This month has seen the launch of two women’s monthly lifestyle magazines: InStyle from Time Warner and Glamour from CondÃ© Nast.
The women’s monthly magazine market is a mature one, and despite the plethora of magazines available, new entries are welcomed by advertisers and media agencies alike. The increased competition is perceived as a good thing, especially if it means a shake-up in what is regarded as a mature and tired market.
Every magazine strives to differentiate itself on the newsagents’ shelves and, with this mind, CondÃ© Nast opted to make Glamour small enough to carry around in a handbag.
Although it is too early to see how Glamour and InStyle will fare, OMD Snapshots used its panel to understand the women’s magazine market from a consumer’s point of view. It addressed issues from how readers of women’s magazines felt about the choice available, to what criteria they use to make their choice of magazine.
Are women fazed with the amount of choice available? The research found that women did not find it difficult to decide which magazine to buy – only 30 per cent agreed that there were too many magazines to choose from.
Are women satisfied with the choice available? Snapshots found that over half of readers felt that there was no single title that met all of their needs. This attitude means that magazine buyers are likely be promiscuous in their buying habits, as they glance at different titles to get what they want.
We asked the panel if they would like to see more choice in the range of women’s magazines on offer. The good news for publishers is that a quarter of the respondents said that they would welcome more choice.
Almost 70 per cent of the panel said they buy one or two magazines each month. We asked our panel how they rated certain factors in terms of importance when deciding on which title to buy.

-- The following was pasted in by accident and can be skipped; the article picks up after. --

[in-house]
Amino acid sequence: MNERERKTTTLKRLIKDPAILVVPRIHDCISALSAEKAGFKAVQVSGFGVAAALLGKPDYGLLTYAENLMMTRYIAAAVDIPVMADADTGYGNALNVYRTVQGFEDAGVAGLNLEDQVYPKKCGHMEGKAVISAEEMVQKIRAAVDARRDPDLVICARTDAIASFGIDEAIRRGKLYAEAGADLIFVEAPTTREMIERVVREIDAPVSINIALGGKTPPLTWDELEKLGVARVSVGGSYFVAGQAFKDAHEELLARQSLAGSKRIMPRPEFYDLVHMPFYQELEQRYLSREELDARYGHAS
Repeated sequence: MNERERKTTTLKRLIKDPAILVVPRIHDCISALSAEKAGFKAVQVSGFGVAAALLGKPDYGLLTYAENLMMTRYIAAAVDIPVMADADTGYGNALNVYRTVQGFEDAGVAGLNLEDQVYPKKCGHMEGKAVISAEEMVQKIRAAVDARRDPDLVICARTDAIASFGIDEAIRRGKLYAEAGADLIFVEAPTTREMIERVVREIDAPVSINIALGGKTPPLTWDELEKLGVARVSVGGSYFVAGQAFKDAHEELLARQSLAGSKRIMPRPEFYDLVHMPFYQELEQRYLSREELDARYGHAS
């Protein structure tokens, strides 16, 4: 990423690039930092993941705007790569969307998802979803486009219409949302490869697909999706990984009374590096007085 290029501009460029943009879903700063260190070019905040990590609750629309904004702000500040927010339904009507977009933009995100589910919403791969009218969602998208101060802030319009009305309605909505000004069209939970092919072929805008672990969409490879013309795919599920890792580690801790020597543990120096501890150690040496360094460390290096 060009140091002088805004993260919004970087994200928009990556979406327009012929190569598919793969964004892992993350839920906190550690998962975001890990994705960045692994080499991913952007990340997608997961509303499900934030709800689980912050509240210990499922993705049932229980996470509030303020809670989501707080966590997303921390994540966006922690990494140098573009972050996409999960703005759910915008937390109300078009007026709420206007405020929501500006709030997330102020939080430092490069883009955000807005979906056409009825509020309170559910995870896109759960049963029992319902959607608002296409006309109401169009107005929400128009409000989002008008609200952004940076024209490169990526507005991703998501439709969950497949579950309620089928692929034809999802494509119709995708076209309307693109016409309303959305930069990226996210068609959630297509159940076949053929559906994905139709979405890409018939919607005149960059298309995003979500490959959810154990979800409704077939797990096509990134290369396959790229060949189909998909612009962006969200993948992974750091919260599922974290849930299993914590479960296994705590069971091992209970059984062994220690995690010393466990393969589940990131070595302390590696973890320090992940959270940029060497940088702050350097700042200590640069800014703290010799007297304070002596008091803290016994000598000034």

The results indicate that the two key factors are what the cover of the magazine looks like and the cost of the magazine. This implies a fickle and disloyal audience. Worryingly for editors, the articles within the publications appear low down the list of readers’ priorities.
We asked the panellists if they always knew which magazine they were going to buy before they go into the newsagent. The results underline a lack of loyalty, with only 18 per cent having a definite idea which title they want to purchase. With so many readers making last-minute decisions, it is vital for publishers to ensure that their magazines stand out on the shelves.
From an advertiser’s point of view, this lack of loyalty would appear to undermine the relationship of trust that magazines sell themselves on. Editors will be depressed at how easily a cheap piece of plastic can influence a reader’s purchase. It is the strong brands, with high quality content that attract stable sales. The research shows that while women may be fickle, this may be because they are not happy with what is on offer. Perhaps Glamour’s size, or InStyle’s editorial will hit the right spots.
Snapshots is a rapid response, online research tool, owned by OMD UK. It surveys 2,500 Internet users a week